Is f1()->f2() always a type error?

As a beginner I got stuck on this for a long time while experimenting with external bindings. I though I was misunderstanding external bindings when in fact I was misunderstanding something that looks so simple. (not the binding code below, just a minimal example)

This works

let startAt = () => 1
let plus1 = x => x + 1
let end = startAt()->plus

But this results in an error

let startAt = () => 1
let plus1 = x => x + 1
let end = startAt()->plus1() // It only accepts 1 argument; here, it's called with more.

What is lurking here? Is something else being passed?

It just doesn’t seem consistent that

let f = (x,y) => x+y
1->f(2) // OK


let f = (x) => x+1
1->f() // BAD
1 Like

Hi @kswope

In ReScript () is called unit. Unit would be helpful in functions which accept Optional Labeled Arguments


is same as

plus1( startAt(), () )

The above code throws an error since plus1 accepts a single argument, but two were being passed to it.

startAt()->plus does not throw an error because it is same as plus( startAt() ).


Something else that may help this make sense: there are no zero-argument functions in ReScript. f() is really just a special syntax for f(()), which is a function which takes one () unit argument.

When you write a->f(), the syntax transform roughly goes like this:

  1. a->f()
  2. a->f(())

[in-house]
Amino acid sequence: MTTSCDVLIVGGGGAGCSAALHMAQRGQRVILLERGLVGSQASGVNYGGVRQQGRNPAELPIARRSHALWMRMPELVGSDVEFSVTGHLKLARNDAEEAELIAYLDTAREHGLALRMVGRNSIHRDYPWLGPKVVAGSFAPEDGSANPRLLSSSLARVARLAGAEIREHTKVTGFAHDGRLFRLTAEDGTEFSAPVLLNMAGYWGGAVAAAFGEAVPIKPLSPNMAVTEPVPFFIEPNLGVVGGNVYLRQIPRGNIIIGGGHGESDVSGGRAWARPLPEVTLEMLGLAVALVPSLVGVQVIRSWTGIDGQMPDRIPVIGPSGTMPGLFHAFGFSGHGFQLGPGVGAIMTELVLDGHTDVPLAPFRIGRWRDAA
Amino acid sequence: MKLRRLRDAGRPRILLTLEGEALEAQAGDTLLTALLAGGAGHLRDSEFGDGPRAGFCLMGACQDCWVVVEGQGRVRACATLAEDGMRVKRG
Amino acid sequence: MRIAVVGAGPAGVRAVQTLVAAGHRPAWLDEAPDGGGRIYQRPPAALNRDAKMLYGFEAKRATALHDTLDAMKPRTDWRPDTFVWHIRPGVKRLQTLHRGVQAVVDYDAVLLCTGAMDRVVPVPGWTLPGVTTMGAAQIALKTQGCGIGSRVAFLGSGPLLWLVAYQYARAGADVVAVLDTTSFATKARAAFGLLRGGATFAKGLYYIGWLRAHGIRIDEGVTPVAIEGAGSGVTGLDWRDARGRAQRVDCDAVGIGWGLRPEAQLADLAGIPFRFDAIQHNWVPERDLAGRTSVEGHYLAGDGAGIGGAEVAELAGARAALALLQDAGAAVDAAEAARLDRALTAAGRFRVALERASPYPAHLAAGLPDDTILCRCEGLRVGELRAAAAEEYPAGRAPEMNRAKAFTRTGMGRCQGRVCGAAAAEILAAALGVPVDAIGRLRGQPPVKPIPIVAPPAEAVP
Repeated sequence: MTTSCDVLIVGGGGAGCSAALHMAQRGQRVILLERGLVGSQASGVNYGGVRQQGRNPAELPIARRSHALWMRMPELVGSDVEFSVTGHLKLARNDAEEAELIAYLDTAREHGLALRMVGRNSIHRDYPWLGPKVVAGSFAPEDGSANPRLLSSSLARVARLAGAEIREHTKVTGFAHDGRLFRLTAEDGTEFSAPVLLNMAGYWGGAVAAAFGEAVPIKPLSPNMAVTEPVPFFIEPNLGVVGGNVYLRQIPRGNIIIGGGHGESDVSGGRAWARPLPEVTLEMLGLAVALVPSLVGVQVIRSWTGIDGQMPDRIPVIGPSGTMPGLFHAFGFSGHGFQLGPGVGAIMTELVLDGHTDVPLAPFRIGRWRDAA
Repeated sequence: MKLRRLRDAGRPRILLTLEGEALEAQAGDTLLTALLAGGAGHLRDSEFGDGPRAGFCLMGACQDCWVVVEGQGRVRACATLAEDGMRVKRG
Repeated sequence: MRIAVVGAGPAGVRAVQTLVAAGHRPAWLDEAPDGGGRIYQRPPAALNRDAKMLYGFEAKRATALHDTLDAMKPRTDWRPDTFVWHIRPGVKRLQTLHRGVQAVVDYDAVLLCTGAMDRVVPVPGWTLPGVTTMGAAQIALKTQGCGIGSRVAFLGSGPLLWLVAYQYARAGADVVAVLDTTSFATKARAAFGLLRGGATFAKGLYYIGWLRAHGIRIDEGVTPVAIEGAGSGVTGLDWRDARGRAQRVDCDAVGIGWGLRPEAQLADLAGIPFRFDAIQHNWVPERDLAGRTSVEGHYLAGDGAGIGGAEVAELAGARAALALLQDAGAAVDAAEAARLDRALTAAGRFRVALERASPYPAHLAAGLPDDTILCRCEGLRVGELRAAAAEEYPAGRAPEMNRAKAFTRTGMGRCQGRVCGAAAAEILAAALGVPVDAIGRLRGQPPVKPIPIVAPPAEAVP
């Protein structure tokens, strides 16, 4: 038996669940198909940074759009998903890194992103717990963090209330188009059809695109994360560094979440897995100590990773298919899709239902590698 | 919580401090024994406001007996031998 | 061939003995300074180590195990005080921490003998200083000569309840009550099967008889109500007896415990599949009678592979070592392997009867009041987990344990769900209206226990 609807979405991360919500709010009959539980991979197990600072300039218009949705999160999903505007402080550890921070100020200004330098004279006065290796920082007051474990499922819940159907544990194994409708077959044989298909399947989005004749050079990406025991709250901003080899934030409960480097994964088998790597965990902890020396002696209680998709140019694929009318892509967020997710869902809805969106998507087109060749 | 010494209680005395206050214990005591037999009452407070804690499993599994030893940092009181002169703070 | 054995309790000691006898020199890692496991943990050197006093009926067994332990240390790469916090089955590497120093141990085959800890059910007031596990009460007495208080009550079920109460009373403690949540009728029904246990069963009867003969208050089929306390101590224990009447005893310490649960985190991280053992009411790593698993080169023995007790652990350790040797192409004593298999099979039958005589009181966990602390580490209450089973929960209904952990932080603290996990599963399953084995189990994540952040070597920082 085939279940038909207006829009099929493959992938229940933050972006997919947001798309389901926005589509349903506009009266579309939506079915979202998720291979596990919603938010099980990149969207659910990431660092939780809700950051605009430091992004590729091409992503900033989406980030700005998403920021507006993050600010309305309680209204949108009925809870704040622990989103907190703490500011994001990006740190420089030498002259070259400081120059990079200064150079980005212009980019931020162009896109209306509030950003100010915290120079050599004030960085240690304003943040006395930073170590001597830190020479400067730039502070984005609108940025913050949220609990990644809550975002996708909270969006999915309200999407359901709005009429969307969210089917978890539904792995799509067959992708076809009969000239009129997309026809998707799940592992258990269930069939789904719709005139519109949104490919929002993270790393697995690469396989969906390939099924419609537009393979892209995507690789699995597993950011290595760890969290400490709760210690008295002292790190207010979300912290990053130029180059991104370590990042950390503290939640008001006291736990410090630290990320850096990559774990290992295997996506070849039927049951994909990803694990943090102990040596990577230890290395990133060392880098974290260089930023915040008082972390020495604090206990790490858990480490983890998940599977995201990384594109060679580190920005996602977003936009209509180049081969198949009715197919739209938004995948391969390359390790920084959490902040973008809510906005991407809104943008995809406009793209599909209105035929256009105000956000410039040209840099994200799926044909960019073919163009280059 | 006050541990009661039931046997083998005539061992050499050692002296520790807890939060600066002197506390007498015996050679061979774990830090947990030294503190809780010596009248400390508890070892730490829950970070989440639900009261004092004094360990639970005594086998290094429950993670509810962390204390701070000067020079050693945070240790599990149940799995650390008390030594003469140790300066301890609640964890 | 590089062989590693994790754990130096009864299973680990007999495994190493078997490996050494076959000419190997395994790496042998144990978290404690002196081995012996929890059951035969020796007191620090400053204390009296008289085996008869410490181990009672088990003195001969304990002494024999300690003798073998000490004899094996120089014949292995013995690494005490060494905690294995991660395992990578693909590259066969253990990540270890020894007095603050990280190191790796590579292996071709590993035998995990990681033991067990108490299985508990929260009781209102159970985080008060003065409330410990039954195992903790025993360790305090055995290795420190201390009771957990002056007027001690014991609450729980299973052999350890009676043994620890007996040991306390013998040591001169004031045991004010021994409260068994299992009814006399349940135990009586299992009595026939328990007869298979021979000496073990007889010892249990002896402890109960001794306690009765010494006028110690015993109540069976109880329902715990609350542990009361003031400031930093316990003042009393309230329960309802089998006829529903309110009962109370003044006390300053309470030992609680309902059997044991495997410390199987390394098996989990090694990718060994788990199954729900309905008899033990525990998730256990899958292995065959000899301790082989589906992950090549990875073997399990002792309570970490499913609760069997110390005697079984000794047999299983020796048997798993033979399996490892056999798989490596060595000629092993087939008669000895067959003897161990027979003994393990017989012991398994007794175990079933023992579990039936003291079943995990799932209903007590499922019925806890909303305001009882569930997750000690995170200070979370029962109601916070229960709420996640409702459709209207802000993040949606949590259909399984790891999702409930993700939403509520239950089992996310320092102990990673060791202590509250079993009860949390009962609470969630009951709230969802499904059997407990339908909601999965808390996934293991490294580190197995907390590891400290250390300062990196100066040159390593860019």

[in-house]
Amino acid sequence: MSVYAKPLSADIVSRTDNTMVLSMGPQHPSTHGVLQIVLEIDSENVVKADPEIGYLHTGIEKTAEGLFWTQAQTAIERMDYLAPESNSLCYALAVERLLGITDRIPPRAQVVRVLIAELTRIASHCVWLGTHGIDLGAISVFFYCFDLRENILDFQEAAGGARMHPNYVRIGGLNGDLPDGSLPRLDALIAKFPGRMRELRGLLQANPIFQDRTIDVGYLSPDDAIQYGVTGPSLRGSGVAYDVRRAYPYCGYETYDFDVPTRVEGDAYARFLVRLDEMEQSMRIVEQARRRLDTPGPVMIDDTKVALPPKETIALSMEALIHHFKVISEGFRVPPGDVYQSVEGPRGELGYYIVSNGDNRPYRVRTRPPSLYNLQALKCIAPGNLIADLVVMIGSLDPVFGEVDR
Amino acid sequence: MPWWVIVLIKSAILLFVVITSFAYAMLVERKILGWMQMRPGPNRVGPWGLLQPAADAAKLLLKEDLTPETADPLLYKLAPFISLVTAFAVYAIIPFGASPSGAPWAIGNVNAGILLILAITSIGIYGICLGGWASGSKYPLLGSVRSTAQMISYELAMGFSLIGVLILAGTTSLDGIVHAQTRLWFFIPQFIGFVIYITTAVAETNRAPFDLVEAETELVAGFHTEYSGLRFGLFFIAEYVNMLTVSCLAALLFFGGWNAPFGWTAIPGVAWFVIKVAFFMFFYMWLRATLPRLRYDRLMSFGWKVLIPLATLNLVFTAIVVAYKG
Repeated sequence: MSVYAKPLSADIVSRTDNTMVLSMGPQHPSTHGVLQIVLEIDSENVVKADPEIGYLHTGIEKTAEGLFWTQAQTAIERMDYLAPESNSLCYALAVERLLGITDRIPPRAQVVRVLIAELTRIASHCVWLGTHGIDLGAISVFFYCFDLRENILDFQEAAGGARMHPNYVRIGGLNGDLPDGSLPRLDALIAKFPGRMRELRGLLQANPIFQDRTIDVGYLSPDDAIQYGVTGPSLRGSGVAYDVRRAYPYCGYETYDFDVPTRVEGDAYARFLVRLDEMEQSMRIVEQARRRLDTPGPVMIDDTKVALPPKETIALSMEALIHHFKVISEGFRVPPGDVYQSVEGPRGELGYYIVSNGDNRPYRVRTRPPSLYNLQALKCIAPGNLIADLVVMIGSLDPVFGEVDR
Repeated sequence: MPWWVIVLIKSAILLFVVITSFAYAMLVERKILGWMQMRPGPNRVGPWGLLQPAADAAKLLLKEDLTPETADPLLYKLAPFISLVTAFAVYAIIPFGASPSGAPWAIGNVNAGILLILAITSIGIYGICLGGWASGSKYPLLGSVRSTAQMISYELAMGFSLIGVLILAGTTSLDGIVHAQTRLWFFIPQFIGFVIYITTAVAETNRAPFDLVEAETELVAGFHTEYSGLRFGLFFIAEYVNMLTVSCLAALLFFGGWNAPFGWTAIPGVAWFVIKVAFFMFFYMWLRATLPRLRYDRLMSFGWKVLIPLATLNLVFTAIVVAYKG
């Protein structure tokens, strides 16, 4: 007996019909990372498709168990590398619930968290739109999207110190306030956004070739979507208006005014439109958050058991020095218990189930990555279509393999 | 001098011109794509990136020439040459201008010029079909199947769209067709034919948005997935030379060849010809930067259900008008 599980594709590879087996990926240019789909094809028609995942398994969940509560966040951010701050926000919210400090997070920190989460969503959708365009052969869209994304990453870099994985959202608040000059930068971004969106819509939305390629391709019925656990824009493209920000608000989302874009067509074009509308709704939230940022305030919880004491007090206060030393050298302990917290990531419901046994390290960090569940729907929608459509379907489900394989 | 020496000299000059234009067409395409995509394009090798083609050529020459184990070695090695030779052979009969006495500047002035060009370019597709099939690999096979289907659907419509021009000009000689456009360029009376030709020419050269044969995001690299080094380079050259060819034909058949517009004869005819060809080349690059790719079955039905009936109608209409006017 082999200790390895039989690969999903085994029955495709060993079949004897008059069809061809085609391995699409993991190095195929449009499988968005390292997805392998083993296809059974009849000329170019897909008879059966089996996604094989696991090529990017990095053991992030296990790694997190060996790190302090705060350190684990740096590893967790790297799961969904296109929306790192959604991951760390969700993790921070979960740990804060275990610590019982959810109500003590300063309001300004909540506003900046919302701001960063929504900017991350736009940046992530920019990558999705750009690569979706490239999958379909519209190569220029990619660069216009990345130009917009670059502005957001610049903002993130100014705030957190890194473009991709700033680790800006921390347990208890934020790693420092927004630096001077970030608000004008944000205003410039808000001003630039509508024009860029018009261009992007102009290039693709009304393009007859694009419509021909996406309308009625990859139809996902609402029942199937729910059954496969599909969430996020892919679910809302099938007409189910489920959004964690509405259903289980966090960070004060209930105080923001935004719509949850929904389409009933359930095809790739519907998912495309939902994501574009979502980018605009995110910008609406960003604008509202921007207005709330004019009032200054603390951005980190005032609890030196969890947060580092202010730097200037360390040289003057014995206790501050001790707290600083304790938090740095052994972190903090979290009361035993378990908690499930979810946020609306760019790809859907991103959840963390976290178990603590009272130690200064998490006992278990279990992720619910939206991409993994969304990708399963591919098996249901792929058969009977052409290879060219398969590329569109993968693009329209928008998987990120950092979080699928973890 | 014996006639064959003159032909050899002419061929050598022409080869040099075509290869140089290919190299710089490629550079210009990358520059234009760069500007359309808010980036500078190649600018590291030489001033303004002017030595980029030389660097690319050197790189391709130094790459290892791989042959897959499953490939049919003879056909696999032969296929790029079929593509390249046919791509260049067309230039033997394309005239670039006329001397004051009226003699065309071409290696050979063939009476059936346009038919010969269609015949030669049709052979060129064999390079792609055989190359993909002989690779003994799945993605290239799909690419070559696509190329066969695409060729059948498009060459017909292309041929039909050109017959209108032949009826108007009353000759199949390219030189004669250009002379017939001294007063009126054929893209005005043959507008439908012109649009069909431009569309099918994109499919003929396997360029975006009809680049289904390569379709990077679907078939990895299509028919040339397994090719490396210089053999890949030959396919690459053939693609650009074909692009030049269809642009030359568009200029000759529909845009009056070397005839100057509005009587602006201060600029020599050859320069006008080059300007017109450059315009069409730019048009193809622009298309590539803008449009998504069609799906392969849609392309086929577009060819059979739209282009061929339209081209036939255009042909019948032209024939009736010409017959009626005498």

3. f(a, ())

Which brings us to the type error.


I need closure on the original question

Is f1()->f2() always a type error?

I hoping yes. “->” will always take the output of f1(), even if its (), and “unshift” it into the arguments of f2, including the hidden () of f2. But I can’t help thinking there’s some deeper rules going on here, or hidden sugar. Like in the Curried functions section here

It’s possible for it to not be a type error if f2 accepts two arguments and the second argument is unit ().

let f1 = () => 1
let f2 = (a, ()) => a + 1
f1()->f2() /* This is the same as f2(f1(), ()) */

But in practice there’s rarely, if ever, a reason to write functions like that.

Is a () in the definition of a function only allowed because it will terminate optional parameters or is there something bigger here. I just tried and obviously this doesn’t work

let f1 = (x, 1) => x

() is just the value of the unit type, exactly like how 1 is a value of the int type. unit is special though because it only has a single value, ().

The reason why (x, 1) => ... doesn’t work is because 1 isn’t exhaustive; there are other int values that could be passed to the argument. However, (x, ()) => ... works because () is exhaustive; there are no other possible values that can be passed to the argument besides ().

One thing to note is that the only thing special about () is its syntax. Otherwise, it works just like a regular variant. You can replicate its behavior with a custom type:

type unit2 = Unit
let f = (x, Unit) => x

Another thing to understand is that function arguments are patterns, just like in the pattern matching that you can do in switch statements. This means you can do more complex pattern matching too:

type t = A(int) | B(int)
let f = (A(x) | B(x)) => x
// This won't compile though:
let f = (A(x)) => x // You forgot to handle a possible case here, for example: B

This is the same reason why destructuring records and tuples works inside function arguments, since destructuring and pattern matching are the same thing in ReScript.

So when you write (x, ()) => ... you’re saying "bind the first argument to x, and destructure the second argument as ()".